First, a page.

There's nothing quite like the warm glow inside a kitchen with a pan rack strung with glimmering copper pans in all shapes and sizes. Their vintage appeal and sunset sparkle simply dazzle. Plus, copper is a highly conductive material. In other words, copper pans heat up and cool down quickly. Everyone can appreciate the beauty and functionality of copper cookware, but are copper pots and pans safe for cooking? Copper, after all, is a reactive metal.
When exposed to oxygen (i.e. the air), copper can break down over time. When exposed to acids (i.e. acidic foods like tomatoes and citrus) the metal can leach into the food, contaminating it. Although it's beautiful to look at and it efficiently conducts heat, copper is toxic when ingested. So, you don't want even trace amounts to get into your food.
Yes, copper is a reactive metal, but that doesn't mean all pieces of copper cookware are unfit for our modern kitchens. Whether or not it's safe to cook with copper depends on the type of copper pan, and there are two:
Pots and pans considered to be unlined copper cookware are those that are copper on both the inner and outer surfaces. These pans can leach copper into food during the cooking process, making them unsafe to use.
Eating one meal prepared in an unlined copper pan likely won't make you immediately sick. However, copper is poisonous and will accumulate in your system, leading to copper toxicity or copper poisoning.
The same goes for unlined copper vessels, too. These containers look pretty on the countertops, but they are not safe for food storage and should only be used to store non-food items.
This second type of copper cookware is safe to cook with because they are lined with non-reactive, food-safe metals like stainless steel or tin. These pans look just as pretty on the outside, but they're completely safe for cooking on the inside. The metal lining creates a barrier between your food and the copper, protecting the food from leached metals and preventing you (and your dinner party guests) from getting copper poisoning.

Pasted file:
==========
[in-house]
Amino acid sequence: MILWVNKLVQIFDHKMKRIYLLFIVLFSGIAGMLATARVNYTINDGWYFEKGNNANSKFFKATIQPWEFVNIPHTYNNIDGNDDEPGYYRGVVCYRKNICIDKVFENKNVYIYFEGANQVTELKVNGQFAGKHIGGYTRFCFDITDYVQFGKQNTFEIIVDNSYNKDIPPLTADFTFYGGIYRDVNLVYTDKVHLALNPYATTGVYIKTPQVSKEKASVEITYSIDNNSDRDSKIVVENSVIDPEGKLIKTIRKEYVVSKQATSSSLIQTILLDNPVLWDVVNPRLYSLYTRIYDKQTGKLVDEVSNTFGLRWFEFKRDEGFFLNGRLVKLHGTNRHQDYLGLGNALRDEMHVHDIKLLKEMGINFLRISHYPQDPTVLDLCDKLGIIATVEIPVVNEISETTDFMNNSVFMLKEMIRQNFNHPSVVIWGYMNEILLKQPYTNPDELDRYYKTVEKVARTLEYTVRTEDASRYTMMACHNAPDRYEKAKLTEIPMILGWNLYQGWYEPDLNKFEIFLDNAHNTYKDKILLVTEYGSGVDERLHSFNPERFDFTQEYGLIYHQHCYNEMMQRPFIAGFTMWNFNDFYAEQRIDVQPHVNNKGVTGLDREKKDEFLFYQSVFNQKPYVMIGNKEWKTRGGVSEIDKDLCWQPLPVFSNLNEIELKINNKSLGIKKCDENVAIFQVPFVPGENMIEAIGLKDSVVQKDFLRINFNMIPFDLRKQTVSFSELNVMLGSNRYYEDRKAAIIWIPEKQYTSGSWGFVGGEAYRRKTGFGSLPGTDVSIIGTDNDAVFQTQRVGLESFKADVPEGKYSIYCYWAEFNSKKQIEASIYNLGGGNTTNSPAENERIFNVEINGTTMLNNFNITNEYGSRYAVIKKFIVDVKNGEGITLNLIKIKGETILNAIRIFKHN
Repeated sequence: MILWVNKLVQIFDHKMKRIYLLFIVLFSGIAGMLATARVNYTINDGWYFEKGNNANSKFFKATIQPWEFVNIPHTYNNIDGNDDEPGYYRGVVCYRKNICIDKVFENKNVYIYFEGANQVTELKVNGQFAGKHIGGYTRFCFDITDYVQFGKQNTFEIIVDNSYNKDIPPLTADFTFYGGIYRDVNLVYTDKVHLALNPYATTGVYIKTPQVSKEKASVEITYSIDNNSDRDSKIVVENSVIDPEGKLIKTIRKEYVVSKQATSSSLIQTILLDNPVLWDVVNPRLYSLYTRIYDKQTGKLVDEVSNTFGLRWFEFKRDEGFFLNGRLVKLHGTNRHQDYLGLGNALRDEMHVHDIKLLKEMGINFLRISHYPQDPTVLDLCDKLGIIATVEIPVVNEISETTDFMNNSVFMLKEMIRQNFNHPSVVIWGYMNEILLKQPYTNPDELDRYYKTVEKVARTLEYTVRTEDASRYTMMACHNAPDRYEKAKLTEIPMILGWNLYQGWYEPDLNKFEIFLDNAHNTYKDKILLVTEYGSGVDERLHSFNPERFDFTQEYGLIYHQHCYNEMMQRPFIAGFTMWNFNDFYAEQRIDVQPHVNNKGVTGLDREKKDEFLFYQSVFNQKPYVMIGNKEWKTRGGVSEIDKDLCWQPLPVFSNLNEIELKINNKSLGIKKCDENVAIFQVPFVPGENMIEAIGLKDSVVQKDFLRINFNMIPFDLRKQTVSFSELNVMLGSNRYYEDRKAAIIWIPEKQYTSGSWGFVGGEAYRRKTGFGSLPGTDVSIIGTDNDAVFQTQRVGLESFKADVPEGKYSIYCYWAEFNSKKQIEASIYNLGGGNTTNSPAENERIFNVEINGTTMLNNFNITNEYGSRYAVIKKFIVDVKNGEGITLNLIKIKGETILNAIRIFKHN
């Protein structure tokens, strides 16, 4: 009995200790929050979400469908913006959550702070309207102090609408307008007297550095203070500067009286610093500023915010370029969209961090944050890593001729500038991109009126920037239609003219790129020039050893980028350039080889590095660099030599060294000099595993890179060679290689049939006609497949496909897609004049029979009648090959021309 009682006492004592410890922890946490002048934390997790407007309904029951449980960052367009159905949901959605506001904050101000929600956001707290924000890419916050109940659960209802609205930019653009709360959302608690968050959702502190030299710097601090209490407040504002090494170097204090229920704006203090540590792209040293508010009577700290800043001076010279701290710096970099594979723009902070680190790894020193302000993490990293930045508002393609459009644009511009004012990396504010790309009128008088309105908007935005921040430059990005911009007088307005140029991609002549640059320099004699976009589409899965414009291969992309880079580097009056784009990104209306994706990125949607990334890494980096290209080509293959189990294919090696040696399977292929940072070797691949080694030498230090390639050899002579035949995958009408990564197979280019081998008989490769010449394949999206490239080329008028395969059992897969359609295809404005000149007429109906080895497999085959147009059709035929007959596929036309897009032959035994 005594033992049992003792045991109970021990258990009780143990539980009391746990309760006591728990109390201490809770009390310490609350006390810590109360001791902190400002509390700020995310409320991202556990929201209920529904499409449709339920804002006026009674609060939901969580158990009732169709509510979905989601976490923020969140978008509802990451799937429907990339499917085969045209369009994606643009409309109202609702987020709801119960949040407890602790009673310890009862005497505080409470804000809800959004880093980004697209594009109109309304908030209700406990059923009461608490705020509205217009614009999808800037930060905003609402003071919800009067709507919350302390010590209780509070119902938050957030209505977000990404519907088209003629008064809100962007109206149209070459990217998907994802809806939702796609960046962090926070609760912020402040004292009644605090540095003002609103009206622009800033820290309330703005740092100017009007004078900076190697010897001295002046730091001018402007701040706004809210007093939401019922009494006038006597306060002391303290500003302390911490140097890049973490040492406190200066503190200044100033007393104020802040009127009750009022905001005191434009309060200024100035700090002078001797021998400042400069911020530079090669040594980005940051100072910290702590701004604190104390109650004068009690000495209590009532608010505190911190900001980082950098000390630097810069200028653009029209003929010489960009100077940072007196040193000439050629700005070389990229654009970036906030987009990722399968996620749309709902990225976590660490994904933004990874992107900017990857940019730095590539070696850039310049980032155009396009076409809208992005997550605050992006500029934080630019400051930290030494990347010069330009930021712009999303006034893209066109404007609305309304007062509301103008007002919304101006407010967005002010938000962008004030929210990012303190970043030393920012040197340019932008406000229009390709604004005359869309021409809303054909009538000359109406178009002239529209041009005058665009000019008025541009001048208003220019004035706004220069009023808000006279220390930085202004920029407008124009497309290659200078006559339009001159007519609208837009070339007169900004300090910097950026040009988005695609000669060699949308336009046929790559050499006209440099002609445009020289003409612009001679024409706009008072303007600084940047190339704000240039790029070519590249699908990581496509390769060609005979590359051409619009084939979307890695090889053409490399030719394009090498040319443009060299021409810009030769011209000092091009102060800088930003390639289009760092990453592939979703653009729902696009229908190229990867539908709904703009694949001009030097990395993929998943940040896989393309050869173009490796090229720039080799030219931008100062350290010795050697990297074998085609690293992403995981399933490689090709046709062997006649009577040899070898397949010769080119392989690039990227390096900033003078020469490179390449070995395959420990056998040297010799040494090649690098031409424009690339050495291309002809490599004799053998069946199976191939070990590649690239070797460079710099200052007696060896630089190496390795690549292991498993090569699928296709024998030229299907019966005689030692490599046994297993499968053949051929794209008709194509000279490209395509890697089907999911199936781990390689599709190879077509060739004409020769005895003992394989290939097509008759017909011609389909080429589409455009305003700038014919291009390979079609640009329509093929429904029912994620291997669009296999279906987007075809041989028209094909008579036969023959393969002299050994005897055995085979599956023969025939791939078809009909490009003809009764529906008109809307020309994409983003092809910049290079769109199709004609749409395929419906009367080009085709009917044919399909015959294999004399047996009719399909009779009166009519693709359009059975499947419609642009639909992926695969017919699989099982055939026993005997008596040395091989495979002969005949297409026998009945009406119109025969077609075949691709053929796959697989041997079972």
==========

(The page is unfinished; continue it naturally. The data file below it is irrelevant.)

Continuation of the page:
With lined copper cookware, chefs enjoy the best of both worlds: toxin-free food and the benefit of pans that heat quickly thanks to the highly conductive copper.
When you're sitting down to enjoy a pleasant meal with your friends and family, the last thing you want to worry about is whether or your cooking tools are safe. Save yourself the stress and purchase high-quality lined copper pans that have been sturdily constructed.
To preserve the life of your copper pans, use tools that aren't likely to scratch the protective stainless steel or tin lining inside your copper cookware. Choose wooden or silicone spatulas and serving spoons instead of hard plastic or metal.
Washing your copper cookware by hand rather than in the dishwasher will be gentler on the lining and increase their longevity. Use a mild detergent and warm water to clean your pans right after use.
If the lining inside your copper cookware is scratched, dinged up, or otherwise damaged, then the pots and pans are sadly no longer safe to use. If lined with tin, you can look for a repair company that will reline the pan with new tin. Pans lined with stainless steel cannot be repaired. They'll need to be upcycled (into pretty kitchen art, perhaps) and replaced.
Now, you know how to safely use copper cookware. Let's take a moment to appreciate their real appeal, their aesthetics, and talk about how you can keep the copper parts of your lined pans looking luminous for years.
You can purchase a fancy copper polish from the store, or you can mix your own with ingredients you probably already have on hand. You'll need lemon juice or white vinegar, baking soda, and a soft cloth.
To start, clean your pans with warm soap and water. Then mix up your homemade polish by combining baking soda with the lemon or vinegar. Use a soft cloth to polish the copper surfaces with the mixture, rubbing in a circular motion.
Expert Tip: If you don't have vinegar, lemon, or baking soda in your pantry, don't sweat it! You can use plain, old ketchup (or catsup, if that's how you roll) to polish the tarnish away.
When you're finished polishing, simply rinse, dry, and get ready to enjoy years of burnished beauty in your copper-filled kitchen.
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